You can preview and practice online for free (e.g., http://www.dxzone.com/cgi-bin/dir/jump2.cgi?ID=5626 and http://www.dxzone.com/cgi-bin/dir/jump2.cgi?ID=19673), although you don't get personalized tracking of your scores and weak areas as you would at the subscription site.

You can see more free sites at:   http://www.dxzone.com/catalog/Ham_Radio/Exams/Exam_Practice/

Some people study solely from manuals or online and attend a testing session to obtain their license.  Here is a schedule of many of the test sessions locally in the coming months: http://www.xmission.com/~uarc/testinfo.html
If you go this route, you would need to check if the session you choose would be open or allows only class participants to test.

Here is some general information about obtaining a license in amateur radio:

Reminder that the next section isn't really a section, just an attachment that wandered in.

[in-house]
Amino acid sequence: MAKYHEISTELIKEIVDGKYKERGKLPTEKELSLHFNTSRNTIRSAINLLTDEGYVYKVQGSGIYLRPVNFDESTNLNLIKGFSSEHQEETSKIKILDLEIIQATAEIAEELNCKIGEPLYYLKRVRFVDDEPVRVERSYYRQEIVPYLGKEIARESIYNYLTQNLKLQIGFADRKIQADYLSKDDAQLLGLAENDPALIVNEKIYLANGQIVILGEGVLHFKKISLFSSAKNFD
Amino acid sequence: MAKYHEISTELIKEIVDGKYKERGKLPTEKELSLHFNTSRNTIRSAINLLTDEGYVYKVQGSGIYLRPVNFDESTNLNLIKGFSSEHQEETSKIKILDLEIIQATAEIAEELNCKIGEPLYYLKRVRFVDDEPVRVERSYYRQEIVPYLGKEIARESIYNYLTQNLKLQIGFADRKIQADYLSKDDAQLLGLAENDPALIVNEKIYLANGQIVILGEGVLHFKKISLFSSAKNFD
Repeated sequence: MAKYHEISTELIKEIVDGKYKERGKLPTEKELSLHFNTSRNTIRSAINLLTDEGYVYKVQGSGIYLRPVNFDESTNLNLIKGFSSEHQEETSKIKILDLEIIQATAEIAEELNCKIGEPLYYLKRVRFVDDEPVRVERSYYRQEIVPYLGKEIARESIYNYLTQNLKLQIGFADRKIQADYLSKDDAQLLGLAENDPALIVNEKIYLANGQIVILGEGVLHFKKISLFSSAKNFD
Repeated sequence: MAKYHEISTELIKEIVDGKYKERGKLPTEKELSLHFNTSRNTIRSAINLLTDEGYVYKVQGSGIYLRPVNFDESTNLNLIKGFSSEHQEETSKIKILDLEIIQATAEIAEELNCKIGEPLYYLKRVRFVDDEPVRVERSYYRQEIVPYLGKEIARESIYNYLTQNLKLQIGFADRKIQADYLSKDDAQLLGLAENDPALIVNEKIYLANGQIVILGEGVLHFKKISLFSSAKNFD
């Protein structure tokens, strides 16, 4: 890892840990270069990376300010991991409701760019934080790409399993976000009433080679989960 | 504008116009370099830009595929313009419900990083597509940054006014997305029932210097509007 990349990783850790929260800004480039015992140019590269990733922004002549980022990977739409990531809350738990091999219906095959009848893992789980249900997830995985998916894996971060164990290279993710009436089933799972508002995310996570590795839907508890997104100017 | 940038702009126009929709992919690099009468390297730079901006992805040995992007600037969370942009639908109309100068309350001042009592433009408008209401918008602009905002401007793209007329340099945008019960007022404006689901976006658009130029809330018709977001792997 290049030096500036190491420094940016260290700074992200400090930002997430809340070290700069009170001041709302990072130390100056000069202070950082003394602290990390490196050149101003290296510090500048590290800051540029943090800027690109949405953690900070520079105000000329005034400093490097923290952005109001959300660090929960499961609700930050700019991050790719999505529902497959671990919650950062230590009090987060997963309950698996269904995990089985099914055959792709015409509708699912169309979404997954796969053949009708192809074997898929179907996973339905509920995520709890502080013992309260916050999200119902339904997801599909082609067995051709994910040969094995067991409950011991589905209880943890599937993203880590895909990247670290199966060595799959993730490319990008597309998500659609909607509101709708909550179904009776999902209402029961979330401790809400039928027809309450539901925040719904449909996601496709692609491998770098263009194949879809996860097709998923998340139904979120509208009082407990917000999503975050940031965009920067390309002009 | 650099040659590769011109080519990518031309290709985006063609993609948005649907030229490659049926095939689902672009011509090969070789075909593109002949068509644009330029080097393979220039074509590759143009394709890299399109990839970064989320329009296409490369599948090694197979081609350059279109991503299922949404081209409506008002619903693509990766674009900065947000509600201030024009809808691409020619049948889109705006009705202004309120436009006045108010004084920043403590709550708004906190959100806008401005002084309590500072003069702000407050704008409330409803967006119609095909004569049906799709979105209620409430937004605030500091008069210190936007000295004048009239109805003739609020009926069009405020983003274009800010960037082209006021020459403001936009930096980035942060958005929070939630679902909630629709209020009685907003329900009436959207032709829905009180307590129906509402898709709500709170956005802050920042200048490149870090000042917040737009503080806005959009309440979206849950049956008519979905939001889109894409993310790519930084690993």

http://www.qrz.com/i/ham-radio-howto.html.



Of course, there is no limit on the information you can find online.  Here is a little more information:
www.BeReadyHerriman.blogspot.com,  Thursday, February 5, 2009:

Getting Started with Ham Radio

We've occasionally been asked how to get started with Amateur (Ham) Radio. Here's how to get started in a nutshell:

1.  Understand the basics of ham radio .
2.  Prepare for the exam
  • Find a class to attend
  • Check out The ARRL Ham Radio License Manual from the library or buy your own copy or take the study course online (more expensive).
  • If you are already have a good background with electronics, you could probably review the FCC rules and regulations that apply to Amateur Radio and pass the test without a class. Download the question pools to ensure your knowledge is adequate.